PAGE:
At the heart of the hurting Arabuko-Sokoke Forest.

1st October 2021

Forests make up an important part of our ecosystems. They are home to countless mammals, birds, and insects. In them our rich heritage is preserved, a good flow of clean air maintained and the natural beauty of the world as God meant kept. But over the years, the rift between man and wildlife has kept on worsening and deepening. Our needs and to a large extent greed has pushed us to destruction, many times with an attitude of “it’s only a tree and it will grow anyway”. True it will grow….it will take years but it will grow. But we forget that it’s not just the tree that is lost in the process. Why should our children just read about elephants in books if we would have done something to make sure they actually live to see them!

On the 1st of October  2021, a group of 37; Forest Rangers, a team from Muvera wa ASSETS and A Rocha Staff set out at 6:30 AM for a de-snaring activity (snare removal), in the Arabuko-Sokoke Forest (ASF). ASF is the largest remaining patch of the coastal forest that initially ran from Mozambique to Somalia. It is home to some trees and animal species that are not found anywhere else. It also contains some of the globally threatened bird species like the Sokoke Pipit, Amani Sunbird, Sokoke Scope Owl, Clarke’s weaver, Spotted Ground Thrush and the East Coast Akalat. It is also home to the Golden-rumped Elephant Shrew (Rhynchocyon chrysopygus) which is only found in Kenya!

As we started our journey, we were all smiles and happy to be part of the beautiful Fauna and Flora. However, our joy was cut short when we came across the ugly sights embedded deep in the forest. Trees are being cut down carelessly and the forest is being destroyed. Two people were apprehended right in the action as we were going through the forest. The indigenous trees are targeted by the loggers because of their durability, resistance to termites, beauty etc. Trees like Manilkara Sansibarensis(Mng’ambo) and Brachylaena Huilensis(Mhuhu) are selectively cut and therefore are depleted in some areas.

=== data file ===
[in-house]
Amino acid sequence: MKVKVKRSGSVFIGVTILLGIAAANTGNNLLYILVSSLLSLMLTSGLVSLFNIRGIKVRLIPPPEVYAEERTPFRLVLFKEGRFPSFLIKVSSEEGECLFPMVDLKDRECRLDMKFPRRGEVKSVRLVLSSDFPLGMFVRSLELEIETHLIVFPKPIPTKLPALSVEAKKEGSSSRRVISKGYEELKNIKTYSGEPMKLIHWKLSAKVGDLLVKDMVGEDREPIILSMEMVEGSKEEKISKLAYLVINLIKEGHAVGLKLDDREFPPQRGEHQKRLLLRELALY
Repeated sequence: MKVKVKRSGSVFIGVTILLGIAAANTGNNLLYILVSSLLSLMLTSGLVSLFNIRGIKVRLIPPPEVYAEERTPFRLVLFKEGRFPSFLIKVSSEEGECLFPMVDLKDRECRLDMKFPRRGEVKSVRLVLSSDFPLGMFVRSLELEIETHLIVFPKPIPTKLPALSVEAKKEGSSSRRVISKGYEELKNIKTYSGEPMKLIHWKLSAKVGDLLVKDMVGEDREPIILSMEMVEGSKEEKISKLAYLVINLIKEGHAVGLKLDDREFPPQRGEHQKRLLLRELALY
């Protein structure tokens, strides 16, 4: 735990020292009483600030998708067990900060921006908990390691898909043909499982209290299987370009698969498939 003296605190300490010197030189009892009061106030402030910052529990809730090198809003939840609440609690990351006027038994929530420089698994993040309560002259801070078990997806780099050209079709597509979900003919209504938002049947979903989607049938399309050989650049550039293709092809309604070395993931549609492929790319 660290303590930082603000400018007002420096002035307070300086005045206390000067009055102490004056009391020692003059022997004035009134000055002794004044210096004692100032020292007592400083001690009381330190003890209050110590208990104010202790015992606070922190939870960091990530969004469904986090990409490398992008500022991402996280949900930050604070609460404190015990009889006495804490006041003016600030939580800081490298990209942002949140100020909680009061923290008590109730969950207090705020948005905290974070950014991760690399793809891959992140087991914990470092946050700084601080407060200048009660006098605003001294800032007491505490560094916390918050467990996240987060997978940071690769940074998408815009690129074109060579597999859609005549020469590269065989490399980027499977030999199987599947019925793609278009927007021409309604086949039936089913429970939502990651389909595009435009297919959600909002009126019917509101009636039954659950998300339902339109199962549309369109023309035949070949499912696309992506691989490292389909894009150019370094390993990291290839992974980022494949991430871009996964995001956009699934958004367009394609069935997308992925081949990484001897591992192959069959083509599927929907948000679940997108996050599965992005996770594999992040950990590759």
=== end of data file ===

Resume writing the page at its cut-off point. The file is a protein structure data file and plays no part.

Our forest is dying! We still have a forest today, or part of it to be more specific! This is because of the selfless work of Kenya Forest Service, Kenya Wildlife Service, Friends of  Arabuko-Sokoke Forest in partnership with NGOs and individuals who have given their lives to ensure its protection. As A Rocha Kenya, we are doing the best we can to partner with the communities neighboring the forest to curb down on the destruction being done. One of the ways we do that is through the ASSETS (Arabuko-Sokoke Schools and Ecotourism Scheme) program. This is a program that supports students from homes around ASF in their secondary school education. Both the beneficiaries and their families commit to being ambassadors of protecting the forest. But with all these efforts, we are still not doing enough. We need your help to reach more people and re-plant more trees. Partner with us today and be part of the noble course. To contribute towards ASSETS and see more families reached and more students put through school, please click this link;https://www.arocha.or.ke/thank-you/.

 

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